Evgeni Malkin is one of the league’s most irresistible forces right now – even back-to-back games can’t slow him down for good.
After scoring the last two goals in the Pittsburgh Penguins’ big win against the New York Rangers on Thursday, Geno erupted in the third period to help his team overcome a 4-2 deficit against the Montreal Canadiens. Malkin scored the game-tying goal on a laser beam of a shot and then collected the shootout winner as Pittsburgh topped the Habs 5-4 (SO).
Tonight’s goal ups Malkin’s league-leading points total to 55, which is especially impressive because he’s played in just 40 games. (Current runner-up Henrik Sedin has 52 points in 47 contests.) You can break up Geno’s recent work into scary-good chunks, but I’d say going back to Nov. 20 is a solid idea:
Malkin in the last 27 games: 20 goals, 21 assists for 41 points with a +10 rating and 132 shots on goal. Most recently, Malkin has eight goals and 10 points in his last six contests.
That’s some ridiculous stuff, prompting onlookers to boast about his swagger and forcing me to wonder: where does this rank with the gifted center’s all-time best work?
I asked folks on Twitter how “2011-12 Malkin compares to Art Ross Malkin” and those who responded ranked his best runs in an interesting way.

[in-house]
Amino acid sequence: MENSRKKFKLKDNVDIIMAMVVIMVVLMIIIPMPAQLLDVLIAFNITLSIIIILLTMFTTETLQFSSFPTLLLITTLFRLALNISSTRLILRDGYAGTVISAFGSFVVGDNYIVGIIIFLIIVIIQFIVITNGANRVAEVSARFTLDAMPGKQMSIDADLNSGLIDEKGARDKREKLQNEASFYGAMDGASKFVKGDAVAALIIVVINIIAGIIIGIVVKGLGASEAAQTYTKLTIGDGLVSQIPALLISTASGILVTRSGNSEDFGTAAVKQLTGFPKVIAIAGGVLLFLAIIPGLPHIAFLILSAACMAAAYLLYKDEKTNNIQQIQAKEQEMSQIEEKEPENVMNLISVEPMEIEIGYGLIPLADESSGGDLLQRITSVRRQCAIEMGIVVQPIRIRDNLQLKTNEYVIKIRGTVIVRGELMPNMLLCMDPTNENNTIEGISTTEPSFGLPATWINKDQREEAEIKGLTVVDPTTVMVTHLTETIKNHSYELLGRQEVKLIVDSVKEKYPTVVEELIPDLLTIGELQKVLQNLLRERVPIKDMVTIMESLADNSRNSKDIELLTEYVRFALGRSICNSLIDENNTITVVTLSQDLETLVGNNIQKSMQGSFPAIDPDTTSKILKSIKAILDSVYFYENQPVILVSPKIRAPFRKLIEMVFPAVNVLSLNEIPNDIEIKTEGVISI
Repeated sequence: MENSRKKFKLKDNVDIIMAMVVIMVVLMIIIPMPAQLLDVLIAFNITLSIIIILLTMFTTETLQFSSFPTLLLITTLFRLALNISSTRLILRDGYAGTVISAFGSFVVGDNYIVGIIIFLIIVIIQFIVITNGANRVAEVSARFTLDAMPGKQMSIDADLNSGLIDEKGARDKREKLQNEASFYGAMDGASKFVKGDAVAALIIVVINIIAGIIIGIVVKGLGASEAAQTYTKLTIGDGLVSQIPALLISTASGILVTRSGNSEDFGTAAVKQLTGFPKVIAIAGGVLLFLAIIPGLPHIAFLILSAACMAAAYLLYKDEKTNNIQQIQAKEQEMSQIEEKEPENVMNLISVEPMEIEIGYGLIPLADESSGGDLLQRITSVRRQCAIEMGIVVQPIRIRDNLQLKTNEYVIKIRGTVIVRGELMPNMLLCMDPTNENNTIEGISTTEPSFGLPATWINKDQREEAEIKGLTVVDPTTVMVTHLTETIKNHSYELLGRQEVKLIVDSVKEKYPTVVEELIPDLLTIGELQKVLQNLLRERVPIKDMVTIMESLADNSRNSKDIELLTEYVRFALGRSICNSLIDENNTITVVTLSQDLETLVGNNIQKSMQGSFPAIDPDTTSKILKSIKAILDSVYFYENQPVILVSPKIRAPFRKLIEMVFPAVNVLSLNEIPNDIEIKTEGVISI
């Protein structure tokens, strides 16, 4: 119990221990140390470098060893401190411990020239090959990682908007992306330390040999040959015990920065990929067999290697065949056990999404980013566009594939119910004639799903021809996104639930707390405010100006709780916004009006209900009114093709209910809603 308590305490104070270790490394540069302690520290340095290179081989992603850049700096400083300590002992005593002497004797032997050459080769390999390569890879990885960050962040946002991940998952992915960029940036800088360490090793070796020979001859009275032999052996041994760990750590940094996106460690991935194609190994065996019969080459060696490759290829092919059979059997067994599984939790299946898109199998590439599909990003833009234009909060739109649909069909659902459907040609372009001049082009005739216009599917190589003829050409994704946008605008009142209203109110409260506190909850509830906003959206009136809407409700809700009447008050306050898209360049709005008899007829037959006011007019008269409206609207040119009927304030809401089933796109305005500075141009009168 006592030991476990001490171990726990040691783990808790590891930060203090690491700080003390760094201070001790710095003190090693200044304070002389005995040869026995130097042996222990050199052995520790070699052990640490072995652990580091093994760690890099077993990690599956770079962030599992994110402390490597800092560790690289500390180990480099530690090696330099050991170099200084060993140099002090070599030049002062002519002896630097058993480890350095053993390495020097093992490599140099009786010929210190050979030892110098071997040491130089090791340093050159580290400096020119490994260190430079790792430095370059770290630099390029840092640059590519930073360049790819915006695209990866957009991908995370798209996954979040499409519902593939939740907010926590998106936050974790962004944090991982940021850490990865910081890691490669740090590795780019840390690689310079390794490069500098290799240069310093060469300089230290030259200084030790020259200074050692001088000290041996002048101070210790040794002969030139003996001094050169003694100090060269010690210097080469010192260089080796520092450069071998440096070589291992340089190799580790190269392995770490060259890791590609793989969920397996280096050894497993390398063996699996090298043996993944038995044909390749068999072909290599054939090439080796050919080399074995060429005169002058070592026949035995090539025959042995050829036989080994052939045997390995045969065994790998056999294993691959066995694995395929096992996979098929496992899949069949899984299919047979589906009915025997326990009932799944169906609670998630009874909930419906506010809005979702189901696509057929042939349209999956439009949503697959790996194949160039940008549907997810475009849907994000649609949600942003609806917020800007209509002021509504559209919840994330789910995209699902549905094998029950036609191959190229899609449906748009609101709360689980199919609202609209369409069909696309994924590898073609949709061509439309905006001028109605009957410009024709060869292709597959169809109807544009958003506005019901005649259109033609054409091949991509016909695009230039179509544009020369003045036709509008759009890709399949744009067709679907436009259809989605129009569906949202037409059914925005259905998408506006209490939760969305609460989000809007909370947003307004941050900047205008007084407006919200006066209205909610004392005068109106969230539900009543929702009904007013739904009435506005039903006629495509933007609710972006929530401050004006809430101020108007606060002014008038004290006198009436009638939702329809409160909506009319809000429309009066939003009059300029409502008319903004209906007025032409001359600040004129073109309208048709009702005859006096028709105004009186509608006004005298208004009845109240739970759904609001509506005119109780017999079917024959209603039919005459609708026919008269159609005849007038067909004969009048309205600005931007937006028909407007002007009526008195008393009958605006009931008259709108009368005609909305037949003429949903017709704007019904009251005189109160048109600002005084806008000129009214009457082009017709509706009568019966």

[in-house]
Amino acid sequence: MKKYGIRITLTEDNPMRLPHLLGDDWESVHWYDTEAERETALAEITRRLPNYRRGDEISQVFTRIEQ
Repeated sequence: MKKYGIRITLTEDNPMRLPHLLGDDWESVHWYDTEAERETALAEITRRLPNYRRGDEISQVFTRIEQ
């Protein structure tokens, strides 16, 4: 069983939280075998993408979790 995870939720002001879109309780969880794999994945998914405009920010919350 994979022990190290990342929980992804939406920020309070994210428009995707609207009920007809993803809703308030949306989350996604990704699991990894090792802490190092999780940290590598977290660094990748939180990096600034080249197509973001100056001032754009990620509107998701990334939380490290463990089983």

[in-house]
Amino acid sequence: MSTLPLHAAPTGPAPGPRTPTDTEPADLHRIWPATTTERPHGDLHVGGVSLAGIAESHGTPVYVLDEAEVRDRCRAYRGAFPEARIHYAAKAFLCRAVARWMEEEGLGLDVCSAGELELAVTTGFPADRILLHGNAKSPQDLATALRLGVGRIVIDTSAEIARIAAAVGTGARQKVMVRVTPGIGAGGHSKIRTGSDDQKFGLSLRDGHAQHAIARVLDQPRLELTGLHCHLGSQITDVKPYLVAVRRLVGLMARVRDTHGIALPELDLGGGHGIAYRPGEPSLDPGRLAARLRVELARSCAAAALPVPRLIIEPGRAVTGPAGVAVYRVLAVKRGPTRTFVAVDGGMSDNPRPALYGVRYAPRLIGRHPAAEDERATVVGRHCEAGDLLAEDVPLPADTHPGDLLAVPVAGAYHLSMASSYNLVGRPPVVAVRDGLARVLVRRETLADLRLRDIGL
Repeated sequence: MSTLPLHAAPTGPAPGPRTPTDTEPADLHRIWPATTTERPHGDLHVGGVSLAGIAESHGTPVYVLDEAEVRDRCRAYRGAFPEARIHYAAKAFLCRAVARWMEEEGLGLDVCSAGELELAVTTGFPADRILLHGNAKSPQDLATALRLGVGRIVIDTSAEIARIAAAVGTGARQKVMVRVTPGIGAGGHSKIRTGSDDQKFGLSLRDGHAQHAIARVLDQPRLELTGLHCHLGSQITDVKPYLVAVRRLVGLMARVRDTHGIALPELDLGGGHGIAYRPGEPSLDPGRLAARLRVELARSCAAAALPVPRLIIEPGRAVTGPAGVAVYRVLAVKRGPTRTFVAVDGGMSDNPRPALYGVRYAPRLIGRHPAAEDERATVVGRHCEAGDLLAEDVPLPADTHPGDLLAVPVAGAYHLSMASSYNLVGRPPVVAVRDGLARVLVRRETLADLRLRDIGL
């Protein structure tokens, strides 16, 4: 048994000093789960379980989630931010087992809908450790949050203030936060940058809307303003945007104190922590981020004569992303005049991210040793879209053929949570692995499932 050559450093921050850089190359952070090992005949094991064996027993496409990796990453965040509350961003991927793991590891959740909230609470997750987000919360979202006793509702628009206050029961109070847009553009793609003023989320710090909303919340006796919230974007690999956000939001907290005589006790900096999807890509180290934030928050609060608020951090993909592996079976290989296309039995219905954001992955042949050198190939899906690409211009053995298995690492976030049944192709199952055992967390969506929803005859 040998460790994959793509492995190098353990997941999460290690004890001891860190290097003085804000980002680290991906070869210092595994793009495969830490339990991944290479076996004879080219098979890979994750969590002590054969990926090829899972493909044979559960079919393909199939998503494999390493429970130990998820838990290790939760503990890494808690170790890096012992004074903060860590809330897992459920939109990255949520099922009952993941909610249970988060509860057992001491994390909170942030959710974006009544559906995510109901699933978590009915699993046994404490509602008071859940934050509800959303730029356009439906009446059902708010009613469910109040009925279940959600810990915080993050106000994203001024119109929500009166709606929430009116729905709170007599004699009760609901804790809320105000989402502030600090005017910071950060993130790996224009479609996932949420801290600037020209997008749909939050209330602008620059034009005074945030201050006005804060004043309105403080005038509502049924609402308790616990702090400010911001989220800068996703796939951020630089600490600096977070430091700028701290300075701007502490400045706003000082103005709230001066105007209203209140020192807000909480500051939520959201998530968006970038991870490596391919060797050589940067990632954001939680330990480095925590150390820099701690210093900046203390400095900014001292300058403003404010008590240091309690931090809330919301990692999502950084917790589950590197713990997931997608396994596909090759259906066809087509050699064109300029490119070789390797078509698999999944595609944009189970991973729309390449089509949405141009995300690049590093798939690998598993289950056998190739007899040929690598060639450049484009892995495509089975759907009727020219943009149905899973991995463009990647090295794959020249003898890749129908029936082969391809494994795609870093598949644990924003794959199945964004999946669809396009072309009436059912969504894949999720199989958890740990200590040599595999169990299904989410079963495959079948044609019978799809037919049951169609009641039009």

1. “Conn Smythe Malkin.”
2. “Current Malkin.”
3. “Art Ross Malkin.”
Malkin earned the Art Ross and Conn Smythe in the same world-beating 2008-09 season, but for the sake of fun, let’s look at those “three Malkins” through the simplest of stats.
“Current Malkin”: 40 Games Played: 25 goals, 30 assists for 55 points (1.375 per game)
“Art Ross Malkin”: 82 GP: 35 goals, 78 assists for 113 points (1.378 per game)
“Conn Smythe Malkin”: 24 GP: 14 goals, 22 assists for 36 points (1.5 points per game)
Seriously, Malkin scored 1.5 points per game in the playoffs that year.
Looking at the numbers, it’s clear that Malkin is approaching the level that some worried he’d never reach again after he struggled a bit with fatigue and injuries 2009-10 and 2010-11. Then again, context – minus Sidney Crosby, plus James Neal – could prompt some to believe that he’s at a new level of excellence.
However his work stacks up to his greatest hits, most hockey fans have been delighted to watch Malkin return to his superhuman form of old – unless he’s rumbling down the ice against their own team.